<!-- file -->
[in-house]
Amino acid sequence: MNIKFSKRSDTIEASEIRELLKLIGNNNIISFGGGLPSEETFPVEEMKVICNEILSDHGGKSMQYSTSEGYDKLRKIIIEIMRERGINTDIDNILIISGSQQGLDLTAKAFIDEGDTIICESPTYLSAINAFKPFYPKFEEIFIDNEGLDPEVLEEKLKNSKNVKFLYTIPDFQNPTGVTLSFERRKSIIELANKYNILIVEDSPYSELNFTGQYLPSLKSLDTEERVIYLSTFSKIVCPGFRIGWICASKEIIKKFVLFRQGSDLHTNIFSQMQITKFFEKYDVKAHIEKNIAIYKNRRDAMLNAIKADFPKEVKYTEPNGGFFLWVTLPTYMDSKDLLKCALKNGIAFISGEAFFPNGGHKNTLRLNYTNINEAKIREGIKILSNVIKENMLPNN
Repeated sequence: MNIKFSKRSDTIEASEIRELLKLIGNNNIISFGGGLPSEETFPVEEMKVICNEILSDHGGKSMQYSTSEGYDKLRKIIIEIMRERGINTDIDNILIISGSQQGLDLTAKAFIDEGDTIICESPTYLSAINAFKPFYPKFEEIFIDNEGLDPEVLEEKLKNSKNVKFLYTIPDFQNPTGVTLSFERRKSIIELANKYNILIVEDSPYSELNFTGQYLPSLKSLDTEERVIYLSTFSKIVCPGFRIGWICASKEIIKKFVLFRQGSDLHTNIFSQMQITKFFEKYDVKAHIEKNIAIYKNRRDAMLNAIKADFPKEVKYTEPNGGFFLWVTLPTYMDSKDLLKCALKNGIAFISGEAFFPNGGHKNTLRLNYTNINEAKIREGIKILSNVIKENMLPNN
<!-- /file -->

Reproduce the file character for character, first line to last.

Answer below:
[in-house]
Amino acid sequence: MNIKFSKRSDTIEASEIRELLKLIGNNNIISFGGGLPSEETFPVEEMKVICNEILSDHGGKSMQYSTSEGYDKLRKIIIEIMRERGINTDIDNILIISGSQQGLDLTAKAFIDEGDTIICESPTYLSAINAFKPFYPKFEEIFIDNEGLDPEVLEEKLKNSKNVKFLYTIPDFQNPTGVTLSFERRKSIIELANKYNILIVEDSPYSELNFTGQYLPSLKSLDTEERVIYLSTFSKIVCPGFRIGWICASKEIIKKFVLFRQGSDLHTNIFSQMQITKFFEKYDVKAHIEKNIAIYKNRRDAMLNAIKADFPKEVKYTEPNGGFFLWVTLPTYMDSKDLLKCALKNGIAFISGEAFFPNGGHKNTLRLNYTNINEAKIREGIKILSNVIKENMLPNN
Repeated sequence: MNIKFSKRSDTIEASEIRELLKLIGNNNIISFGGGLPSEETFPVEEMKVICNEILSDHGGKSMQYSTSEGYDKLRKIIIEIMRERGINTDIDNILIISGSQQGLDLTAKAFIDEGDTIICESPTYLSAINAFKPFYPKFEEIFIDNEGLDPEVLEEKLKNSKNVKFLYTIPDFQNPTGVTLSFERRKSIIELANKYNILIVEDSPYSELNFTGQYLPSLKSLDTEERVIYLSTFSKIVCPGFRIGWICASKEIIKKFVLFRQGSDLHTNIFSQMQITKFFEKYDVKAHIEKNIAIYKNRRDAMLNAIKADFPKEVKYTEPNGGFFLWVTLPTYMDSKDLLKCALKNGIAFISGEAFFPNGGHKNTLRLNYTNINEAKIREGIKILSNVIKENMLPNN